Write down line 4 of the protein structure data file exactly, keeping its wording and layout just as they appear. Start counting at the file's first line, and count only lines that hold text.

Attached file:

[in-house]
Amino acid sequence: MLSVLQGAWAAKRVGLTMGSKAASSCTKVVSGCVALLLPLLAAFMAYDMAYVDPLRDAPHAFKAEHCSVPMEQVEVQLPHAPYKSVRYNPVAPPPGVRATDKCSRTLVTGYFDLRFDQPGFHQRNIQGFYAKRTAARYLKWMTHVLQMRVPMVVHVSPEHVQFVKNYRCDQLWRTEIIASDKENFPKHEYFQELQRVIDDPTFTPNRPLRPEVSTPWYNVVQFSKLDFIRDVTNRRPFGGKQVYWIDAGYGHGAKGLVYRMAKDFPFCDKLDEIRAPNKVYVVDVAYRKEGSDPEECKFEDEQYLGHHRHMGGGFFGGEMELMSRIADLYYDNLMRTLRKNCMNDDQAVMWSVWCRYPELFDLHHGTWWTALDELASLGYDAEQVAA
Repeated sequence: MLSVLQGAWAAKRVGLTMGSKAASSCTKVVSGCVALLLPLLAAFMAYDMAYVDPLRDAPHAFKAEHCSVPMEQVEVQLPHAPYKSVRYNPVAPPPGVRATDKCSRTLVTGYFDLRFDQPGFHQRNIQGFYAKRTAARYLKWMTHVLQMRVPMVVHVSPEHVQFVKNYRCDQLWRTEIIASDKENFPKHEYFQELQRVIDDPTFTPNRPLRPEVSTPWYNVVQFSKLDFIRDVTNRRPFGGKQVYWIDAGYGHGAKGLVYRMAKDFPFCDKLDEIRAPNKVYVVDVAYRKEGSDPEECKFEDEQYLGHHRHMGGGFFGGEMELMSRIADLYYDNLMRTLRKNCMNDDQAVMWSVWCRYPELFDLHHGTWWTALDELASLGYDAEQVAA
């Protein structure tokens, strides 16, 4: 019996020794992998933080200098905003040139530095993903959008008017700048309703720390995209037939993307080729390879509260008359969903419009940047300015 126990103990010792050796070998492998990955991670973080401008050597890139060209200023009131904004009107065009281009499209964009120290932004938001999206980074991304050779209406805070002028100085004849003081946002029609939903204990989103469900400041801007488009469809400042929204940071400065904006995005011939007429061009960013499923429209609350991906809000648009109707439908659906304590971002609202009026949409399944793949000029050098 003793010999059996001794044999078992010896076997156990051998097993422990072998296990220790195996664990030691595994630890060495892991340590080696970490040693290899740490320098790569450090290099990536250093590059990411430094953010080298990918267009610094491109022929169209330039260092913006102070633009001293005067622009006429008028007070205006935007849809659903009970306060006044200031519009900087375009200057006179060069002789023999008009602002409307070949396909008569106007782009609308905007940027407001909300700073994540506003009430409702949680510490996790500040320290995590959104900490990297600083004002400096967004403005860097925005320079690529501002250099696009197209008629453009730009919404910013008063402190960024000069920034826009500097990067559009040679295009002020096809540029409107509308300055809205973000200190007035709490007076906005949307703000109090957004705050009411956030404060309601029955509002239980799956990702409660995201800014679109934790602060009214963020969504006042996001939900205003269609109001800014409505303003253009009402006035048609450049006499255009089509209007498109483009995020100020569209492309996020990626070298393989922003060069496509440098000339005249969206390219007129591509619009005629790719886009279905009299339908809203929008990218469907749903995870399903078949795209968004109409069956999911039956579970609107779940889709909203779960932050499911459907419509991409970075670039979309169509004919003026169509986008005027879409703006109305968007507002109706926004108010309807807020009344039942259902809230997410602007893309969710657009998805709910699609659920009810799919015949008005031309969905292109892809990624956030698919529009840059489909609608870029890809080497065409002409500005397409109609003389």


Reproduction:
């Protein structure tokens, strides 16, 4: 019996020794992998933080200098905003040139530095993903959008008017700048309703720390995209037939993307080729390879509260008359969903419009940047300015 126990103990010792050796070998492998990955991670973080401008050597890139060209200023009131904004009107065009281009499209964009120290932004938001999206980074991304050779209406805070002028100085004849003081946002029609939903204990989103469900400041801007488009469809400042929204940071400065904006995005011939007429061009960013499923429209609350991906809000648009109707439908659906304590971002609202009026949409399944793949000029050098 003793010999059996001794044999078992010896076997156990051998097993422990072998296990220790195996664990030691595994630890060495892991340590080696970490040693290899740490320098790569450090290099990536250093590059990411430094953010080298990918267009610094491109022929169209330039260092913006102070633009001293005067622009006429008028007070205006935007849809659903009970306060006044200031519009900087375009200057006179060069002789023999008009602002409307070949396909008569106007782009609308905007940027407001909300700073994540506003009430409702949680510490996790500040320290995590959104900490990297600083004002400096967004403005860097925005320079690529501002250099696009197209008629453009730009919404910013008063402190960024000069920034826009500097990067559009040679295009002020096809540029409107509308300055809205973000200190007035709490007076906005949307703000109090957004705050009411956030404060309601029955509002239980799956990702409660995201800014679109934790602060009214963020969504006042996001939900205003269609109001800014409505303003253009009402006035048609450049006499255009089509209007498109483009995020100020569209492309996020990626070298393989922003060069496509440098000339005249969206390219007129591509619009005629790719886009279905009299339908809203929008990218469907749903995870399903078949795209968004109409069956999911039956579970609107779940889709909203779960932050499911459907419509991409970075670039979309169509004919003026169509986008005027879409703006109305968007507002109706926004108010309807807020009344039942259902809230997410602007893309969710657009998805709910699609659920009810799919015949008005031309969905292109892809990624956030698919529009840059489909609608870029890809080497065409002409500005397409109609003389």